mazuz press 298.88.
(photo credit: Ariel Jerozolimski [file])
Attorney-General Menahem Mazuz came under harsh criticism from legal experts on Thursday for having taken such a long step backwards in the charges he finally decided to file against outgoing President Moshe Katsav.
A visibly angry Prof. Emmanuel Gross of the University of Haifa accused Mazuz of acting illogically and with extreme unreasonableness.
Former Tel Aviv University Prof. Gad Barzilai called on the public to launch an investigation into the "improper conduct" of the State Prosecution headed by Mazuz.
Barzilai attributed the drastic turnabout in Mazuz's thinking since January to, among other things, the fact that he was intimidated by the power and wealth of the ruling elite.
Gross said he simply could not explain why Mazuz had changed his mind so radically.
The fact is that Mazuz has failed to provide a satisfactory answer to the question.
On January 23, 2007, Mazuz announced that he was ready to file an indictment against Katsav for his conduct toward four women who had worked for him. The charges included rape (maximum sentence of 16 years), committing an indecent act using force, forbidden intercourse by consent by exploiting his authority in employment or service, committing an indecent act without consent, committing an indecent act by exploiting his authority and sexual harassment.
The final version involves charges against only two women. Most of the charges, including rape, were dropped.
At his press conference on Thursday, the attorney-general implied that the hearing he granted Katsav's lawyers, Avigdor Feldman and Zion Amir, had changed his mind about the charges he could successfully pursue in court.
He did not explain how the hearing had influenced his decision.
However, there are only two possibilities. The first was that Feldman and Amir provided new evidence that altered the picture that the prosecution had before it in January when it drafted the harsh original indictment.
One of the two most prominent women in the draft indictment was the "first Aleph." The state planned to file several charges against Katsav regarding his conduct toward her. In the end, the first Aleph was totally omitted from the final version.
Did Feldman and Amir provide new information regarding her that changed Mazuz's mind? Feldman categorically denied that the new information involved her. The Justice Ministry declined to comment on the matter.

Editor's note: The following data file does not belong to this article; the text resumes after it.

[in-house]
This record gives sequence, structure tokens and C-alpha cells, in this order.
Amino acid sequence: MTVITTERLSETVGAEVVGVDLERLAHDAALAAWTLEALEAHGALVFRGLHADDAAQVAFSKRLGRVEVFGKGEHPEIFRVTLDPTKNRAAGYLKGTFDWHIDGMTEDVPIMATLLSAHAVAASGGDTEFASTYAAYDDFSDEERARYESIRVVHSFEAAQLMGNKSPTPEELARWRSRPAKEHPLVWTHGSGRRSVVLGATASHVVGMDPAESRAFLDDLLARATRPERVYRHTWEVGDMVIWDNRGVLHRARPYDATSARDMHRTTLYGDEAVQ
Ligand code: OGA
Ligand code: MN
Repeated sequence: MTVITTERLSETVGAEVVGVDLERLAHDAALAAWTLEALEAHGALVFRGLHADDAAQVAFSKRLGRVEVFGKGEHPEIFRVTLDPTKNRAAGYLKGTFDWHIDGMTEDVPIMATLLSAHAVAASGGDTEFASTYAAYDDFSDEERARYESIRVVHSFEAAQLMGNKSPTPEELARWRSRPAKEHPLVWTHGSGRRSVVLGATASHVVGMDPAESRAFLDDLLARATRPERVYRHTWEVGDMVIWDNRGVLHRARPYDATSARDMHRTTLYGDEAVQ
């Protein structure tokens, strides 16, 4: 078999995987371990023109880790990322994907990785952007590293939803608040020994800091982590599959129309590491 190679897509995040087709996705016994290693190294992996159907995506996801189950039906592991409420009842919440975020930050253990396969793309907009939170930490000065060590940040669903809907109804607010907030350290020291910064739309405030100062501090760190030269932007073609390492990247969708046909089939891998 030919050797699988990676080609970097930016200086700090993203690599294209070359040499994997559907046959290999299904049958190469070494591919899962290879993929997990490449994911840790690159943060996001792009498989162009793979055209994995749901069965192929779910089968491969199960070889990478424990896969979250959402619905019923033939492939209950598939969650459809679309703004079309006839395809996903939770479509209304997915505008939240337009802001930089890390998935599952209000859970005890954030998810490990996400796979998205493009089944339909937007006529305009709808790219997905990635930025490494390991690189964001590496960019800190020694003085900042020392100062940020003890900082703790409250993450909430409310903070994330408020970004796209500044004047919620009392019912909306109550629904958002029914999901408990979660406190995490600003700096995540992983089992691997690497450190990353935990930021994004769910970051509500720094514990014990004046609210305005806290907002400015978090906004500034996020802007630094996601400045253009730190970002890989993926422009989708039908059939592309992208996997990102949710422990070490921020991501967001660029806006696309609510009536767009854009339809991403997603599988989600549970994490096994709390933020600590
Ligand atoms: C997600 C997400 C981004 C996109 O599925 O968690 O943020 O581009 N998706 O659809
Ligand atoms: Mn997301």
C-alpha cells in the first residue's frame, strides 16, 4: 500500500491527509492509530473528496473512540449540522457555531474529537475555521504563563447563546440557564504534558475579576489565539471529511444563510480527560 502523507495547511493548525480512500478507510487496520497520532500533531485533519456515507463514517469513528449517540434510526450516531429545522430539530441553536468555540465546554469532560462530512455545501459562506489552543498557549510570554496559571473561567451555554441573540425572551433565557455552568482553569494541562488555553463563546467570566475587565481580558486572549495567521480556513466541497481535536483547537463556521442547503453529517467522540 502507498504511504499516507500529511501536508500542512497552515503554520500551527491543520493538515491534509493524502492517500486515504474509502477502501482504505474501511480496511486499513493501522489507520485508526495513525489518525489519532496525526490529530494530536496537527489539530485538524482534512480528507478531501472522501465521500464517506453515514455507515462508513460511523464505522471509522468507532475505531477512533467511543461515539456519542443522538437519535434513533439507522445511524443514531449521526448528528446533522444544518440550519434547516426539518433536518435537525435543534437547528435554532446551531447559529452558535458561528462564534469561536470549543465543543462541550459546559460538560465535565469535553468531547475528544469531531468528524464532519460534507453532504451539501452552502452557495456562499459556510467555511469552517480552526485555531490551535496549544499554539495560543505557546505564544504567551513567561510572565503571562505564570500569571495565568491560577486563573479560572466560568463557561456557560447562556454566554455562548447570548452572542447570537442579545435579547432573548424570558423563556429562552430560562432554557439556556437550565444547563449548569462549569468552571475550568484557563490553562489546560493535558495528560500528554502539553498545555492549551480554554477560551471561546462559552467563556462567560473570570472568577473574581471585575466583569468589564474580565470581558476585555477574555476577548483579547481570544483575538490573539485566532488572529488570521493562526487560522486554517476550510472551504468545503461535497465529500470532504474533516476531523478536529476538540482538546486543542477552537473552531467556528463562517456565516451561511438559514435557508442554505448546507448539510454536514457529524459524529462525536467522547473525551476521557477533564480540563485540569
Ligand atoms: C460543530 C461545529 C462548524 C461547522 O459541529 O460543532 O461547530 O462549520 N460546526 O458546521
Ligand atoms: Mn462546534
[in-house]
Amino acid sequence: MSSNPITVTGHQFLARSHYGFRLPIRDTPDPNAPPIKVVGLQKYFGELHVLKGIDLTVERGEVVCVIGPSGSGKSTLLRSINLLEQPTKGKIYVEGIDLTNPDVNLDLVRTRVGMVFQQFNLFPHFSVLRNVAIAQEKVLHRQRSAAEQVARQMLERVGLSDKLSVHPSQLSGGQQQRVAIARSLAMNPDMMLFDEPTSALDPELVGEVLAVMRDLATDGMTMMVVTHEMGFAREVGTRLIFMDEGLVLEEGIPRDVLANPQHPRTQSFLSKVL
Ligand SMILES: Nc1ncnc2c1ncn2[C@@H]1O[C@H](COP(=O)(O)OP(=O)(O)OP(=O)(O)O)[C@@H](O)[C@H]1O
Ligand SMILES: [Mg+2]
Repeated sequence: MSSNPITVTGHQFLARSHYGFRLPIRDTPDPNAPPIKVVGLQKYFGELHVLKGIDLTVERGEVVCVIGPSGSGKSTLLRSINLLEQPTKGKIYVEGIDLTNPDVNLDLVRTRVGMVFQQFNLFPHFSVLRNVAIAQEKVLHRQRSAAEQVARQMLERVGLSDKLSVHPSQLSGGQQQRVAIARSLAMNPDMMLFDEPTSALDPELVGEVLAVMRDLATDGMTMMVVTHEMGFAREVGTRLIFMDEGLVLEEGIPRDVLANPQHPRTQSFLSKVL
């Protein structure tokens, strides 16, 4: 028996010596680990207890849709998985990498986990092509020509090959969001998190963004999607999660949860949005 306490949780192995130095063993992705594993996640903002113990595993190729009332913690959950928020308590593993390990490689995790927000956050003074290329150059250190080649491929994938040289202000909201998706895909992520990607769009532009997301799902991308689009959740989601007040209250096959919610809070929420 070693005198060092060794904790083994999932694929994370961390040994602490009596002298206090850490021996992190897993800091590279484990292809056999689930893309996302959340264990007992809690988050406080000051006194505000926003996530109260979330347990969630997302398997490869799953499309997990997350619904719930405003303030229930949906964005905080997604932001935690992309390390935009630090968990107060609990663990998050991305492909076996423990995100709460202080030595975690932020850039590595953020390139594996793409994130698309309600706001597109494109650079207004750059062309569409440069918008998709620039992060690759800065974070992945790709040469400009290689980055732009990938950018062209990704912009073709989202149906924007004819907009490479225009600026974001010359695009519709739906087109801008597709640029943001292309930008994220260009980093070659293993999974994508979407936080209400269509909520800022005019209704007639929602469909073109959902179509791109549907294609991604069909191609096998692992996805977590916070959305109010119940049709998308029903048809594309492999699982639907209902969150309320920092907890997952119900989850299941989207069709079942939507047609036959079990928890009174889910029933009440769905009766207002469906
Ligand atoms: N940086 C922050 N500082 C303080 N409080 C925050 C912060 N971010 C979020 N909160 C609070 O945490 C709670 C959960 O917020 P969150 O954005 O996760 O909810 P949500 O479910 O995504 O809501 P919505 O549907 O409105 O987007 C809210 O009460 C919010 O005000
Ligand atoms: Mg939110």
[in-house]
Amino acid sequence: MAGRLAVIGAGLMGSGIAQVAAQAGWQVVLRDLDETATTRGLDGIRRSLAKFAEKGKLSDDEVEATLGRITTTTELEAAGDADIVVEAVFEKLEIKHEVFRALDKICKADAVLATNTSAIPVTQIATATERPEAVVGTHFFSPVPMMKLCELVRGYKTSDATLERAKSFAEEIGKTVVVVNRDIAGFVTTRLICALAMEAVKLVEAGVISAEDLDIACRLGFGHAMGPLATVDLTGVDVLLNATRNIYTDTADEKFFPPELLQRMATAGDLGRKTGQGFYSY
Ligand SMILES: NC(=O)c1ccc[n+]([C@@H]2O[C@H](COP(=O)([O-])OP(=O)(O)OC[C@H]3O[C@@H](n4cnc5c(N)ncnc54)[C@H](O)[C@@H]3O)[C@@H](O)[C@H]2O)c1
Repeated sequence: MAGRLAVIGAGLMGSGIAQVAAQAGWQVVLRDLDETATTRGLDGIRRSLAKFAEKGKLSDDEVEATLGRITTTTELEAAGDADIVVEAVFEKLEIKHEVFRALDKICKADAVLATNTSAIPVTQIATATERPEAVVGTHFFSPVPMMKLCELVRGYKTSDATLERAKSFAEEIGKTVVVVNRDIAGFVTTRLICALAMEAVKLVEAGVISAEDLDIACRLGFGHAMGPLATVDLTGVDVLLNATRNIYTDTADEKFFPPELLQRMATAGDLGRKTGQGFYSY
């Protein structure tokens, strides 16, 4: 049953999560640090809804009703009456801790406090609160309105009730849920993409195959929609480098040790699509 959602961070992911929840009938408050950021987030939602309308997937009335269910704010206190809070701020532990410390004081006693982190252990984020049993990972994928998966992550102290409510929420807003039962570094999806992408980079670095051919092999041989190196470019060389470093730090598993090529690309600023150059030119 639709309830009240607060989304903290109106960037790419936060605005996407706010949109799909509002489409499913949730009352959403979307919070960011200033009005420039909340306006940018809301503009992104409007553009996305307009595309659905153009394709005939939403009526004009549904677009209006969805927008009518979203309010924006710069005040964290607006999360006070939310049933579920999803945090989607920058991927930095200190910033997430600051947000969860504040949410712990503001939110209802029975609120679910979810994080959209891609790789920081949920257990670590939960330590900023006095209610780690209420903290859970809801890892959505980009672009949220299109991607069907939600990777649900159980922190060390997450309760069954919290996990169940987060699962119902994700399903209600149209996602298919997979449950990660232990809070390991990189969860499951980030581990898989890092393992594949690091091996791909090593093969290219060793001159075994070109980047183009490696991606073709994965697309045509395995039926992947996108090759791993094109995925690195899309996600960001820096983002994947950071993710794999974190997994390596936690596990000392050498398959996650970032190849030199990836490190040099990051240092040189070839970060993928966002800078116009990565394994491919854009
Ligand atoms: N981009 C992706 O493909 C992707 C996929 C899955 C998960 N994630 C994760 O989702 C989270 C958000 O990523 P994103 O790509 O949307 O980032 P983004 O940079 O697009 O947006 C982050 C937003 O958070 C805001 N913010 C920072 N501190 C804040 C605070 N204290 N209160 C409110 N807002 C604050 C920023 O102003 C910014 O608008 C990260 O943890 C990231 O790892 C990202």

If no new information appeared in this case, the prosecution and the defense had the same evidence before them. Did the attorneys provide a more persuasive scenario from the evidence than the forum of senior government attorneys with whom Mazuz consulted? If so, that says very little for the prosecution.
It is also possible that Mazuz changed his mind without the help of Katsav's attorneys. In a formal statement, the attorney-general wrote that he had dropped the charges against Katsav regarding the first Aleph because he could not determine whether or not the relations between the two were voluntary. He linked this to the fact that there was evidence of "mutual passion" - not necessarily positive - between the two.
It is no secret that there were disagreements among the forum of Justice Ministry attorneys as to how solid the evidence against Katsav was regarding the first Aleph even before the hearing granted to Feldman and Amir. Mazuz may have ultimately changed his mind and sided with the skeptics.
With regard to the "second Aleph," Mazuz indicated that the problem he had with the evidence in her case had to do with the fact that much of it was inadmissible in court because of the statute of limitations. He implied that he could not build an effective case to prove the rape charges because many of the events took place too long ago. If so, this is something Mazuz knew and should have taken into account before he made his announcement in January regarding the rape charge.
On Thursday morning, Mazuz left the impression that the prosecution had been prepared to submit the far-reaching, January indictment based on questionable evidence. As he explained, the prosecution must prove to the court that its allegations are true beyond a reasonable doubt. It also may not bring the case before the court unless it is satisfied that there is a reasonable chance of conviction. In the end, Mazuz decided that he could not be sure of fulfilling either of these conditions. The question is: Should he not have come to this conclusion in January?